Another frequent question asked by our pregnant mothers is: Which is better – caesarean section or vaginal delivery?
The argument is complex. Very complex. Many issues need to be considered.
Among these issues:
1. Some patients will need a caesarean section – a ‘transverse lie’ is a good example. Certainly trying a ‘version’ i.e attempting to get the ‘transverse’ lie into a ‘cephalic’ (head down) lie is possible but fraught with risks.
2. The risks to the mother are much higher with caesarean delivery but the risks to baby are perhaps less.
3.Nobody can tell for sure if vaginal delivery will indeed eventually be possible. Without trying, you will not know.
4. If an attempt to deliver vaginally fails, an emergency caesarean will be required. The risks associated with an emergency caesarean are far greater than an elective caesarean. The risks of elective caesarean section are greater than vaginal delivery. Hence an attempt at the ‘safest’ option may inadvertently lead to the ‘least safest’ option instead!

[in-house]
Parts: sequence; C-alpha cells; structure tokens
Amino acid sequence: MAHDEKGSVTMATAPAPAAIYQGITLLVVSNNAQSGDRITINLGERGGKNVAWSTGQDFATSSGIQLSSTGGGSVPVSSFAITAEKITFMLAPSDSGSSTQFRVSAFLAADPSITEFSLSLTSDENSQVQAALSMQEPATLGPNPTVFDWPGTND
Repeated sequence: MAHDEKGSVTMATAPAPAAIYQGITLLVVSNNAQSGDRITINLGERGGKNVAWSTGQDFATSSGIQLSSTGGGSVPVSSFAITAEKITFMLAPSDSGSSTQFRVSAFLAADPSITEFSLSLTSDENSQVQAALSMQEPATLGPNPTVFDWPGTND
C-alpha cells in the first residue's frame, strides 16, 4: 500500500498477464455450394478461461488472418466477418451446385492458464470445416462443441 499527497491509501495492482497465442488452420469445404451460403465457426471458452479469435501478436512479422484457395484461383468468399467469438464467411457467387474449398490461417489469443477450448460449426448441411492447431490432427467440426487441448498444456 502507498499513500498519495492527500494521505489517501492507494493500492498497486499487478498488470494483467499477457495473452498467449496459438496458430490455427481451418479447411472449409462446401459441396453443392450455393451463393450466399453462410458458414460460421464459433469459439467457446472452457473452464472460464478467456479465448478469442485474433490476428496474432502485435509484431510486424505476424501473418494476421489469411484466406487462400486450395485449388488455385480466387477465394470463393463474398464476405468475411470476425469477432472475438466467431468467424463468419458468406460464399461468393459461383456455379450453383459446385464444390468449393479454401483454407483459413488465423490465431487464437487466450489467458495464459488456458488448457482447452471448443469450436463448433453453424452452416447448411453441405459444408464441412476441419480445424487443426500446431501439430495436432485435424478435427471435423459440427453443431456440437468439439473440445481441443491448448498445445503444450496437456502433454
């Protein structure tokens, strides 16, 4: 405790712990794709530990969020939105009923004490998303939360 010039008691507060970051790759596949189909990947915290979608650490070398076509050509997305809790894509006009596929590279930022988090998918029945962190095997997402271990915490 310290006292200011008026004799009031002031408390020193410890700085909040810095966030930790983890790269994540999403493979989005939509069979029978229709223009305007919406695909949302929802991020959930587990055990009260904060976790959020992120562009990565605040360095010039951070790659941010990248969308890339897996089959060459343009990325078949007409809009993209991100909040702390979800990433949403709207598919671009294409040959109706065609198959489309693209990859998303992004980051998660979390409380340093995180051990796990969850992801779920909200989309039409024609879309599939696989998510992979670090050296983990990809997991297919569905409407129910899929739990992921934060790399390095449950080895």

5. Other issues need to be considered. If the mother needs to be induced (example: poor fetal growth, diabetic pregnancy at term etc, etc), the chances of achieving a vaginal delivery drop dramatically.
6. Logistics – sometimes the mother requires a multi-disciplinary support mechanism to be in place during the time of delivery. An example would be severe heart disease complicating the pregnancy. This may be difficult to achieve if the delivery occurs at 4am!